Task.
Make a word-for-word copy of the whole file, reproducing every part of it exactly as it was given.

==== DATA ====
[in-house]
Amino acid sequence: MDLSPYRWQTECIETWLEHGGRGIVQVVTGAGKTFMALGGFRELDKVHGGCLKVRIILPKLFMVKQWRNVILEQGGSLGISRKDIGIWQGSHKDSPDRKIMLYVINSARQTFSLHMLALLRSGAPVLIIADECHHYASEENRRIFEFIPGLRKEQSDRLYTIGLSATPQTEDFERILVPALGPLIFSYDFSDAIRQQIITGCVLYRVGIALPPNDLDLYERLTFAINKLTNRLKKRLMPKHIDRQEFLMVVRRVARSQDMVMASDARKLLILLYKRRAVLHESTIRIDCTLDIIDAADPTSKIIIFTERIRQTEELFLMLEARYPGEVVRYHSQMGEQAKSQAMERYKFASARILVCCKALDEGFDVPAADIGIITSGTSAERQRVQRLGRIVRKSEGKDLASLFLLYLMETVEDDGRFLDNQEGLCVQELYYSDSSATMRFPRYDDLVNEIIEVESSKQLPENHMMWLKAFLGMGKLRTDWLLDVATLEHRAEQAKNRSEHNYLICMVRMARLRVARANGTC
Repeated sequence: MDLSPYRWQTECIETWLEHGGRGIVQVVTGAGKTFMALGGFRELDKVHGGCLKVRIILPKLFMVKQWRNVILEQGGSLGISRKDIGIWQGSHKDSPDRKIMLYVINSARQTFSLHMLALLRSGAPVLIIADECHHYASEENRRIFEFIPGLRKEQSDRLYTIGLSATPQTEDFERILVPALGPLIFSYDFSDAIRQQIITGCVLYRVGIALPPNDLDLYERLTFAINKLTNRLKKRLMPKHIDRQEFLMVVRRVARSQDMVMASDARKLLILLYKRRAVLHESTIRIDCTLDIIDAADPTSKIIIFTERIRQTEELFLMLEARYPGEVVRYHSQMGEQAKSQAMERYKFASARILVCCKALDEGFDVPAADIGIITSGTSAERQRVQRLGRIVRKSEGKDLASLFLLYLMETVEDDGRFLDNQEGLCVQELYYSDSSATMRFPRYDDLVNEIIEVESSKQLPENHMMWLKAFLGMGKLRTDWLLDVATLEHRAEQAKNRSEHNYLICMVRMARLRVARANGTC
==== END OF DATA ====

[in-house]
Amino acid sequence: MDLSPYRWQTECIETWLEHGGRGIVQVVTGAGKTFMALGGFRELDKVHGGCLKVRIILPKLFMVKQWRNVILEQGGSLGISRKDIGIWQGSHKDSPDRKIMLYVINSARQTFSLHMLALLRSGAPVLIIADECHHYASEENRRIFEFIPGLRKEQSDRLYTIGLSATPQTEDFERILVPALGPLIFSYDFSDAIRQQIITGCVLYRVGIALPPNDLDLYERLTFAINKLTNRLKKRLMPKHIDRQEFLMVVRRVARSQDMVMASDARKLLILLYKRRAVLHESTIRIDCTLDIIDAADPTSKIIIFTERIRQTEELFLMLEARYPGEVVRYHSQMGEQAKSQAMERYKFASARILVCCKALDEGFDVPAADIGIITSGTSAERQRVQRLGRIVRKSEGKDLASLFLLYLMETVEDDGRFLDNQEGLCVQELYYSDSSATMRFPRYDDLVNEIIEVESSKQLPENHMMWLKAFLGMGKLRTDWLLDVATLEHRAEQAKNRSEHNYLICMVRMARLRVARANGTC
Repeated sequence: MDLSPYRWQTECIETWLEHGGRGIVQVVTGAGKTFMALGGFRELDKVHGGCLKVRIILPKLFMVKQWRNVILEQGGSLGISRKDIGIWQGSHKDSPDRKIMLYVINSARQTFSLHMLALLRSGAPVLIIADECHHYASEENRRIFEFIPGLRKEQSDRLYTIGLSATPQTEDFERILVPALGPLIFSYDFSDAIRQQIITGCVLYRVGIALPPNDLDLYERLTFAINKLTNRLKKRLMPKHIDRQEFLMVVRRVARSQDMVMASDARKLLILLYKRRAVLHESTIRIDCTLDIIDAADPTSKIIIFTERIRQTEELFLMLEARYPGEVVRYHSQMGEQAKSQAMERYKFASARILVCCKALDEGFDVPAADIGIITSGTSAERQRVQRLGRIVRKSEGKDLASLFLLYLMETVEDDGRFLDNQEGLCVQELYYSDSSATMRFPRYDDLVNEIIEVESSKQLPENHMMWLKAFLGMGKLRTDWLLDVATLEHRAEQAKNRSEHNYLICMVRMARLRVARANGTC